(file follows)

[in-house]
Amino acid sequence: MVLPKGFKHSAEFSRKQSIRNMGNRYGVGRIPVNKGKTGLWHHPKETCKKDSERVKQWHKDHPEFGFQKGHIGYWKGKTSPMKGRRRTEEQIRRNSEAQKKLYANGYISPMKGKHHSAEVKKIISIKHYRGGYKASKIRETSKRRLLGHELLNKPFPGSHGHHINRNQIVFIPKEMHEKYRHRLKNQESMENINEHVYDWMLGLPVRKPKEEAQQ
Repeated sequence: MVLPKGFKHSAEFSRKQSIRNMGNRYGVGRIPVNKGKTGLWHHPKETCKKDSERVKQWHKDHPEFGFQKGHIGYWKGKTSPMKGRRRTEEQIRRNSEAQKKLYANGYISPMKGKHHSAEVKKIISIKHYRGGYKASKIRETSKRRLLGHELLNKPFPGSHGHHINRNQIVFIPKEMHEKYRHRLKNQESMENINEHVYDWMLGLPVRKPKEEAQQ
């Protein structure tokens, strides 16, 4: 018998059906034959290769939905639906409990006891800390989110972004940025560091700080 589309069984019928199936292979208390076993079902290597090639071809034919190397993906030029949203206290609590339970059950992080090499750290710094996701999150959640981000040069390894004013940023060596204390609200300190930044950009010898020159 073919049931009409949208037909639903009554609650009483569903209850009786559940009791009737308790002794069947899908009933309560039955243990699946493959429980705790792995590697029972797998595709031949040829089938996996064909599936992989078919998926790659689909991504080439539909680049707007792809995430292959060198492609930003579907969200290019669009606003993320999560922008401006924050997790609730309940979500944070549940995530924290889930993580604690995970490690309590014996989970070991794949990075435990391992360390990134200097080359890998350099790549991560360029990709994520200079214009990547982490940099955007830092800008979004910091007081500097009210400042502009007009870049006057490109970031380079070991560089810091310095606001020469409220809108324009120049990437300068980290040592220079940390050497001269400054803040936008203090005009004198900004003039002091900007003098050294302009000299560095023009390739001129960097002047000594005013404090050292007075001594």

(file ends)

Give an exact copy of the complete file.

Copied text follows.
[in-house]
Amino acid sequence: MVLPKGFKHSAEFSRKQSIRNMGNRYGVGRIPVNKGKTGLWHHPKETCKKDSERVKQWHKDHPEFGFQKGHIGYWKGKTSPMKGRRRTEEQIRRNSEAQKKLYANGYISPMKGKHHSAEVKKIISIKHYRGGYKASKIRETSKRRLLGHELLNKPFPGSHGHHINRNQIVFIPKEMHEKYRHRLKNQESMENINEHVYDWMLGLPVRKPKEEAQQ
Repeated sequence: MVLPKGFKHSAEFSRKQSIRNMGNRYGVGRIPVNKGKTGLWHHPKETCKKDSERVKQWHKDHPEFGFQKGHIGYWKGKTSPMKGRRRTEEQIRRNSEAQKKLYANGYISPMKGKHHSAEVKKIISIKHYRGGYKASKIRETSKRRLLGHELLNKPFPGSHGHHINRNQIVFIPKEMHEKYRHRLKNQESMENINEHVYDWMLGLPVRKPKEEAQQ
């Protein structure tokens, strides 16, 4: 018998059906034959290769939905639906409990006891800390989110972004940025560091700080 589309069984019928199936292979208390076993079902290597090639071809034919190397993906030029949203206290609590339970059950992080090499750290710094996701999150959640981000040069390894004013940023060596204390609200300190930044950009010898020159 073919049931009409949208037909639903009554609650009483569903209850009786559940009791009737308790002794069947899908009933309560039955243990699946493959429980705790792995590697029972797998595709031949040829089938996996064909599936992989078919998926790659689909991504080439539909680049707007792809995430292959060198492609930003579907969200290019669009606003993320999560922008401006924050997790609730309940979500944070549940995530924290889930993580604690995970490690309590014996989970070991794949990075435990391992360390990134200097080359890998350099790549991560360029990709994520200079214009990547982490940099955007830092800008979004910091007081500097009210400042502009007009870049006057490109970031380079070991560089810091310095606001020469409220809108324009120049990437300068980290040592220079940390050497001269400054803040936008203090005009004198900004003039002091900007003098050294302009000299560095023009390739001129960097002047000594005013404090050292007075001594």